Designing an Audiovisual System from the Ground Up
'Plan early, involve the faculty as much as possible, and research the trends and innovations'
Selecting audiovisual systems is seldom easy for higher education institutions. Determining who needs to do what, where they need to do it, how to make it happen, and how not to spend a fortune doing it require a lot of know-how and planning. Designing a brand new building in a different city complicates matters further. Yet a new build also brings opportunities to get the most out of the audiovisual systems.
Texas Woman's University (TWU) faced such challenges when the university decided to build a new Houston campus. TWU, the nation's largest university primarily for women, has campuses in Denton, Dallas and Houston. After 45 years at its previous Houston location, TWU planned for a new Institute of Health Sciences-Houston Center in the heart of Houston's world-renowned Texas Medical Center. The new building was a 10-story, 202,000 square-foot complete "campus in one building."
The TWU Institute of Health Sciences-Houston Center offers upper-level undergraduate programs in nursing and health studies and graduate programs in nursing, occupational therapy, physical therapy, health care administration, nutrition and the Executive MBA program.
Planning for the audiovisual portion began during the programming/design phase of the project, according to Bill Megee, instructional support services for TWU. The team was composed of AV and IT/telecommunications staff.
"As with all AV projects, our goals are to enhance teaching and learning in classrooms and labs, provide intuitive access to instructional technology, and do both cost effectively," said Megee. "In addition, we planned to further standardize classroom technology on the four TWU campuses."
The AV Infrastructure
As design moved into the construction plans, Megee said, they specified the infrastructure that would be required for the AV. Twelve months prior to the building's opening, they issued a request for proposals for an installed AV package. After evaluating proposals and interviewing candidates, the project went to Tampa, FL-based AVI-SPL.
"Our goal was to add the ability to present, communicate and teach within the campus and to other campuses," said Jeremy Blanton, AVI-SPL project manager. "Technology has become a critical piece of teaching the school's curriculum, so they wanted to ensure that the instructors had the latest technology to support the applications in the medical field."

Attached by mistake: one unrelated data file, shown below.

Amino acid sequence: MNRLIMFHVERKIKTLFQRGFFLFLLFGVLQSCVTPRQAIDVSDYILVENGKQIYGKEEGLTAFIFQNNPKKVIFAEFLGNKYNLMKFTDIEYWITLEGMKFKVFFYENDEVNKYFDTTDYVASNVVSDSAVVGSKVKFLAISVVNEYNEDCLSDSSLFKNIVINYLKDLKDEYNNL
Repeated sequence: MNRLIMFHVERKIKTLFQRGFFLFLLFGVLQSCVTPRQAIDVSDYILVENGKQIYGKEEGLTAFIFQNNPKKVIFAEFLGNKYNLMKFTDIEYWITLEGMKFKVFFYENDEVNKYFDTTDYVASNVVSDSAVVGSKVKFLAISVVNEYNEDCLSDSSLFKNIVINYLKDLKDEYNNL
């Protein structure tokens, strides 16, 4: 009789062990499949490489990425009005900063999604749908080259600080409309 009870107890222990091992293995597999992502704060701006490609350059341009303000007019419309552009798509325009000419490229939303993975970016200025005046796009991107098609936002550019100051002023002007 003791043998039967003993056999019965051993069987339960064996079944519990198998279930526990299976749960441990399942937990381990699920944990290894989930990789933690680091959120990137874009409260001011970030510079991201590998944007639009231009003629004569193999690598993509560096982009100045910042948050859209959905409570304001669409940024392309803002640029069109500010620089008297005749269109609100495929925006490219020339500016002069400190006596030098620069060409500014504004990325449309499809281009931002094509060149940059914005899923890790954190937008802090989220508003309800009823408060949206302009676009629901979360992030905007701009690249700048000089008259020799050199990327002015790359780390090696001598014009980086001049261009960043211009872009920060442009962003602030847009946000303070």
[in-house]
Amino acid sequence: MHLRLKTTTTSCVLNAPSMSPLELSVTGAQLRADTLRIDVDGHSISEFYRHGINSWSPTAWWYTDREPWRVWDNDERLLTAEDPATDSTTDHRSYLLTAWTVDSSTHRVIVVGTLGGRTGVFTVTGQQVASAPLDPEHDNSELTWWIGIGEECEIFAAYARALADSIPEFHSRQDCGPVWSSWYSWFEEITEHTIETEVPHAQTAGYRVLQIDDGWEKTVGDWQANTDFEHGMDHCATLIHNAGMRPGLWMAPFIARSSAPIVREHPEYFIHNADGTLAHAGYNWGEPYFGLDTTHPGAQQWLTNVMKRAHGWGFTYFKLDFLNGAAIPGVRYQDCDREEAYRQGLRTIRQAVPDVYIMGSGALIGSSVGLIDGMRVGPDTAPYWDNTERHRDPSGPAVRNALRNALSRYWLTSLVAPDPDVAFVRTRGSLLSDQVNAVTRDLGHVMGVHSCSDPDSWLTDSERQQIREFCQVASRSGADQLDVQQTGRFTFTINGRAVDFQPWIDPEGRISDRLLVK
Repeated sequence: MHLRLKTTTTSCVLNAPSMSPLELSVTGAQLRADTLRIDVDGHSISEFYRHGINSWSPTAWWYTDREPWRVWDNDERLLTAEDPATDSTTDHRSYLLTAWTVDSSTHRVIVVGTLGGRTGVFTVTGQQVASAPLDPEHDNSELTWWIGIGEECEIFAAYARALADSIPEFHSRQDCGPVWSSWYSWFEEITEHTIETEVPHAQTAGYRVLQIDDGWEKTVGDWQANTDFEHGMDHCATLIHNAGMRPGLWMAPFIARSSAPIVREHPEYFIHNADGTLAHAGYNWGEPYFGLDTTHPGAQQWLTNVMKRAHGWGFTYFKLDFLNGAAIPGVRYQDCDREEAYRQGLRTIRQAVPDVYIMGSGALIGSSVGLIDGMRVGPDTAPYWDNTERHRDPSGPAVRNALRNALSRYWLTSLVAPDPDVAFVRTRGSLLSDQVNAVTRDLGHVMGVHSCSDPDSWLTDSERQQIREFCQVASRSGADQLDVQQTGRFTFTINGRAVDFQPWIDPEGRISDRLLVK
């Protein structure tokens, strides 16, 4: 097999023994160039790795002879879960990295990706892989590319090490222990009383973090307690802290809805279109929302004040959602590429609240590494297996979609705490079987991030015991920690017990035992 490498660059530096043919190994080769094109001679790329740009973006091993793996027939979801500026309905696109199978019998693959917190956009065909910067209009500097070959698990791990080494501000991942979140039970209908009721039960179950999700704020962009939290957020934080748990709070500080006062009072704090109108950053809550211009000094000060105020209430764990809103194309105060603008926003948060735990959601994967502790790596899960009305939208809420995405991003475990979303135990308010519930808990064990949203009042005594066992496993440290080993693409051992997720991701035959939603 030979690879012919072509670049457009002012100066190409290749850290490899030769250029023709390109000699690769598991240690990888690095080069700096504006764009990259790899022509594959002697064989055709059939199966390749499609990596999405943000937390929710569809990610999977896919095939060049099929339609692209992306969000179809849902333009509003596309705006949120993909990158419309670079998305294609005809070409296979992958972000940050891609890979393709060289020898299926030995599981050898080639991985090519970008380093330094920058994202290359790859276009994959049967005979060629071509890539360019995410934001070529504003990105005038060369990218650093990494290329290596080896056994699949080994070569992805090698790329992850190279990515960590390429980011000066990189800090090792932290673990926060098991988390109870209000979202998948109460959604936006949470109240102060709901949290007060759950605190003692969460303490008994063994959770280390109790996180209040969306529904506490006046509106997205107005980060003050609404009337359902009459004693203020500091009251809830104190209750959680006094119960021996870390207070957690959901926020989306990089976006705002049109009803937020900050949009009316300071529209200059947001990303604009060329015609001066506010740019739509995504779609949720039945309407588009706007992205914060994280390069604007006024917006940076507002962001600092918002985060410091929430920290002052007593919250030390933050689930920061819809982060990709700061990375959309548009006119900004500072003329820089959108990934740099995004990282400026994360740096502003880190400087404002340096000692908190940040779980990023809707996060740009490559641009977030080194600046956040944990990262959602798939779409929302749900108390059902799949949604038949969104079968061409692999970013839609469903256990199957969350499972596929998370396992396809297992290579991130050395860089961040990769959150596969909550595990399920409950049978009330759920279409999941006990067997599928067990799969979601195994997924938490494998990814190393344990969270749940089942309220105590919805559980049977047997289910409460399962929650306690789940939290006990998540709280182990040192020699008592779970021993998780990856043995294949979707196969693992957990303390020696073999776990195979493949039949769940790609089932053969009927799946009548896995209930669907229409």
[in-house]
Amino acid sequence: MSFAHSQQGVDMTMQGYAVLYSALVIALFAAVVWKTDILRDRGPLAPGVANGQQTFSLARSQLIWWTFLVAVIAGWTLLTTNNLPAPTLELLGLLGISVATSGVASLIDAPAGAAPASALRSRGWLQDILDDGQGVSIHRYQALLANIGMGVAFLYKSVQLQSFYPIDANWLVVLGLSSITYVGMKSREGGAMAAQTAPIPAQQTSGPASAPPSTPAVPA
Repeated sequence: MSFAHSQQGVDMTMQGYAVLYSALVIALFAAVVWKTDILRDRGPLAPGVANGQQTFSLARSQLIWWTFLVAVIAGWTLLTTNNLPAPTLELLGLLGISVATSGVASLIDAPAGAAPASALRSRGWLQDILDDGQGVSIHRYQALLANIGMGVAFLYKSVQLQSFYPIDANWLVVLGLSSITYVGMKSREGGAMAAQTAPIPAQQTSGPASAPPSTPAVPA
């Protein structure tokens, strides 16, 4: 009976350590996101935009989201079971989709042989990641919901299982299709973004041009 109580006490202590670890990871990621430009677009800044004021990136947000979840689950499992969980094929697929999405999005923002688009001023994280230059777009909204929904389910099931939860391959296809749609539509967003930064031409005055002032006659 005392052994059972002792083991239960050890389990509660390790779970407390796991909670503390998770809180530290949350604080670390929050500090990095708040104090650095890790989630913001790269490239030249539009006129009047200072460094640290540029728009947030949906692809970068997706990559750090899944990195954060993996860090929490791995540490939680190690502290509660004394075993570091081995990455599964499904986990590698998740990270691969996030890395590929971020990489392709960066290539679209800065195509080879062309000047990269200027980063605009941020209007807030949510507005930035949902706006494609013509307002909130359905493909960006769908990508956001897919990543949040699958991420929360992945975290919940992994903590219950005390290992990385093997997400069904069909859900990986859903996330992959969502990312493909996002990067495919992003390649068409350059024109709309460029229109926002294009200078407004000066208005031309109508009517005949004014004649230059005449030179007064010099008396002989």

Megee said the design was based on a functionality assessment on existing classroom/lab technology, current AV trends and innovations, and the perceived needs of faculty. AV would be used in the auditorium, lecture halls, classrooms, labs, and seminar rooms for presentation, teaching, and videoconferencing. There are two videoconferencing classrooms and two videoconferencing seminar/meeting rooms.
"Videoconferencing is used primarily for meetings and teaching from one TWU campus to the others in Dallas and Denton," he said. "Some faculty members are using the technology to conference with other schools or with guest lecturers."
TWU videoconference classes are all recorded using an IP-VCR. The recordings are distributed on DVD by request to students unable to attend the class.
TWU takes advantage of the benefits that networking offers AV systems. All classroom touch-panels are connected to the TWU LAN. All classroom systems are monitored and controlled over the network via IP using the AMX Resource Management Suite. Faculty contacts technical support using the touch panel, and the support staff responds via the touch-panel and performs classroom system diagnostics over the network.
Wireless networking also plays a role. "We have WiFi network access in the building for the university community," he said. "There are wireless touch panels in some classrooms, wireless microphones, wireless keyboards, and mice in many classrooms."